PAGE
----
For fourteen years, DJ Bisoso, real names Hassan Sakubu has made a name in Rwanda’s entertainment industry as one of the oldest and finest DJs and lately, VJ. His journey and passion for disk spinning dates way back as a little boy in primary school.
“When I wasn’t at school, I preferred to be in studio. People at that time used to record using cassettes. It’s during that time that I started to love music. When I joined secondary school, the school hired a DJ who wasn’t a good performer. Our headmaster knew my love for music and asked me to make a playlist.”
“I was young and therefore good at memorizing songs. The school crowd cheered to the songs that I chose and he was impressed,” he recalls.
His big break as a DJ however happened during one of his school’s monthly parties. That was in 1997.
“The DJ trusted me with his instruments and asked me to take over the job. When I started to play, I was mixing all kinds of music and the crowd could feel the music.
The whole school decided that they wanted me as DJ.When one of my teachers moved to another school I was invited to go and play,” he says.
In 2000, Bisoso joined a technical school in Ngonzi town, far from his hometown Bujumbura, which meant finding means to fend for himself.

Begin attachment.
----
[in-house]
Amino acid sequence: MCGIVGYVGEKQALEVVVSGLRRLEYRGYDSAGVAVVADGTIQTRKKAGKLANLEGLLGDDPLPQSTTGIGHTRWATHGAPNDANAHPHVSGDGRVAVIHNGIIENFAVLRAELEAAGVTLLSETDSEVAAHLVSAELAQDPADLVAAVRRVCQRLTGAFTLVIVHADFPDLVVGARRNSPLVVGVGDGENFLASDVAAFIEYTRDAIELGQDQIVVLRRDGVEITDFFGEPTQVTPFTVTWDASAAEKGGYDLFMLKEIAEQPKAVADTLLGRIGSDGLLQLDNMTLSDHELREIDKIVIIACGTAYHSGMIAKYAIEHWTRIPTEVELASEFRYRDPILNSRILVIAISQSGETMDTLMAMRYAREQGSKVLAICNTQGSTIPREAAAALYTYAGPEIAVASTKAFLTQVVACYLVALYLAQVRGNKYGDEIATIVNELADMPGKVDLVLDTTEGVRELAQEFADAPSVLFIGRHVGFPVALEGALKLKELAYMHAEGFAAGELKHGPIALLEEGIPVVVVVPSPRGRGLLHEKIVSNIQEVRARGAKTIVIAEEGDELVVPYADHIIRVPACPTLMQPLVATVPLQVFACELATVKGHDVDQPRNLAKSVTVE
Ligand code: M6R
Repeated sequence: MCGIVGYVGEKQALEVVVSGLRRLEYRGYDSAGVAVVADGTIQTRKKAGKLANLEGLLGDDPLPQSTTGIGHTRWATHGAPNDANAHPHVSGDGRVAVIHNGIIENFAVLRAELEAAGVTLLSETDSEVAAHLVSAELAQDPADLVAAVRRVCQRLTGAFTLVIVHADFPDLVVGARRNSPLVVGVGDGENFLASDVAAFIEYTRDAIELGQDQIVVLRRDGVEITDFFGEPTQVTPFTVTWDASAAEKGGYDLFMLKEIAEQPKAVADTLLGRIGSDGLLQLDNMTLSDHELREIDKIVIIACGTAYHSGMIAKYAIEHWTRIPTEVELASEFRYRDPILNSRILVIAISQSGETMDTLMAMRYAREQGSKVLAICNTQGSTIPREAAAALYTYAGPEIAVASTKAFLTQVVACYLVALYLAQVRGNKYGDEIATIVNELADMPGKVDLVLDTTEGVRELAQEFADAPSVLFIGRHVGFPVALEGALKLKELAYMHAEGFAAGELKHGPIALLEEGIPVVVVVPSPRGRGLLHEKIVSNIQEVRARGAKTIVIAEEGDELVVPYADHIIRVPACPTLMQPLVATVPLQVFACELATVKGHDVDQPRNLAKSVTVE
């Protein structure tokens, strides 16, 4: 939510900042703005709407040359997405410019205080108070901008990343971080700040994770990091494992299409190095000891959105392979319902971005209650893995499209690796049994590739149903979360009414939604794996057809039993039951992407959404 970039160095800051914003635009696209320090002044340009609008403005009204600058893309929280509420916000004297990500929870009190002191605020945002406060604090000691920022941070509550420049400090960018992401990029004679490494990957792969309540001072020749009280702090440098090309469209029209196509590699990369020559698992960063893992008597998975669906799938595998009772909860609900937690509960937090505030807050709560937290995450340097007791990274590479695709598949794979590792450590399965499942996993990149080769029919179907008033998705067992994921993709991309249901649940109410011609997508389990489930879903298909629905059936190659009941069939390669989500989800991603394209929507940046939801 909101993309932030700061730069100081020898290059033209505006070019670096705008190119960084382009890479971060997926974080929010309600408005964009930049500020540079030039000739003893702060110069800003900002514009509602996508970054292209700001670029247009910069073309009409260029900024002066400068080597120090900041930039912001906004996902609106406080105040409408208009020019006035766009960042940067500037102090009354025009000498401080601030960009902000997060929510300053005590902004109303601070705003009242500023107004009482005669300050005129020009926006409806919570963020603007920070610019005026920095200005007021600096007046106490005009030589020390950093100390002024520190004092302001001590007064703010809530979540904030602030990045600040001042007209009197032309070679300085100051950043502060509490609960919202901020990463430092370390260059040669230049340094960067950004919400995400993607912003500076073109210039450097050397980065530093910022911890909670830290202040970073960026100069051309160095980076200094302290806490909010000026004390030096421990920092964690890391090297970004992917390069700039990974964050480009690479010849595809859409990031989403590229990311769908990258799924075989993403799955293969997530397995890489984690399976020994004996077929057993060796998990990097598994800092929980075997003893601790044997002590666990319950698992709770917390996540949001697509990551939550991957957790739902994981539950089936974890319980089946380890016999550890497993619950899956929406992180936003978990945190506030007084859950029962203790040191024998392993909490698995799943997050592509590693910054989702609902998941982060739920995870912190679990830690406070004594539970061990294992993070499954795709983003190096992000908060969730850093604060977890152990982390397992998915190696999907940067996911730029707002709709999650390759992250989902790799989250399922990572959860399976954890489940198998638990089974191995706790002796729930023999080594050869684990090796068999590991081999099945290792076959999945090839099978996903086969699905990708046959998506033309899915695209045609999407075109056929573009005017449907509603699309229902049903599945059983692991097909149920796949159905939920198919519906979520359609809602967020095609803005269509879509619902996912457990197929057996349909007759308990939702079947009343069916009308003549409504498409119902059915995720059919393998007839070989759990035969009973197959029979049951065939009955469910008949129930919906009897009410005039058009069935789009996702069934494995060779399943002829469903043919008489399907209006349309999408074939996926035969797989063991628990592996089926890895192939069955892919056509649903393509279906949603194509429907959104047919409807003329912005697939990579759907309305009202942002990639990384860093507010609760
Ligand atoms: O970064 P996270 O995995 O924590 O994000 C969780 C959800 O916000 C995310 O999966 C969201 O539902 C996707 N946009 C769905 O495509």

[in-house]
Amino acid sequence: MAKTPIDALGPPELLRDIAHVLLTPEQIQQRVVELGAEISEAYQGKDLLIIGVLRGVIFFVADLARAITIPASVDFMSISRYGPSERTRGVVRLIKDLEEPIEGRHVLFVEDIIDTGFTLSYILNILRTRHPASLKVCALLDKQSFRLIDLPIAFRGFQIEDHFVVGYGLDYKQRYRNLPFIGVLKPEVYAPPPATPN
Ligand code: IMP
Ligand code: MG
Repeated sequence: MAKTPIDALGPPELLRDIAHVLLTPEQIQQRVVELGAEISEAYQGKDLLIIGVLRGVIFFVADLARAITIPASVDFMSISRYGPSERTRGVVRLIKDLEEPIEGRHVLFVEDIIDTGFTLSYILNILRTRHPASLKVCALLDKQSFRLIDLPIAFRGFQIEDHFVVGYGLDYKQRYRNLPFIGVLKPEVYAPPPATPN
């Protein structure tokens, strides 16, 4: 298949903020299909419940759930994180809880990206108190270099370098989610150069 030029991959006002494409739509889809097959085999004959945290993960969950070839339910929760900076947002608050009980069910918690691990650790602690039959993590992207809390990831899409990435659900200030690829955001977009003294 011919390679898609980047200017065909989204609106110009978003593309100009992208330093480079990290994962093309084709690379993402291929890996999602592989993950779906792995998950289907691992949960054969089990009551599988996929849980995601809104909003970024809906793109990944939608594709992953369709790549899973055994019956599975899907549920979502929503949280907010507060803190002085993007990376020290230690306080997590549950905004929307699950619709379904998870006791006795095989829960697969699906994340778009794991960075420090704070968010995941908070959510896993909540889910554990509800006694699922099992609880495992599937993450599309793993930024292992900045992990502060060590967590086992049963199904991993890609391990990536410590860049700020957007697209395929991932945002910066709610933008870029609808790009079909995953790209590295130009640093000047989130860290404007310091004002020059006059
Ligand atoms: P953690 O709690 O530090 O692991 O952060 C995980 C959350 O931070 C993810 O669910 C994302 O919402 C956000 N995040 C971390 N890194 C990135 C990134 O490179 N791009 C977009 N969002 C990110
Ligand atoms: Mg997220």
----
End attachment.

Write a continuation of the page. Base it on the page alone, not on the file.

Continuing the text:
Finding work became easier for the Burundian born, because he had become a free bird, having left his strict family far away, and also because he followed his passion.
“I got a good job at a club in town, which had good mixer decks. I worked there every weekend while I attended school during weekdays.But because the salary I was earning doubled that of my teachers, I didn’t see the need to continue studying and decided to drop school. I went back a year later after my uncle threatened to imprison me if I dropped out of school,” he narrates of his past.
His deliberate decision to leave school and pursue his dream of becoming a professional DJ became a reality in 2003, after he completed his technical course and his family ordered him to join the army as he awaited university.
“I packed all my clothes and run away from home to join my brother in Rwanda. My brother oblivious of the disagreements at home agreed to take me in and offered to sponsor me in a Rwandan university the following year,” he says.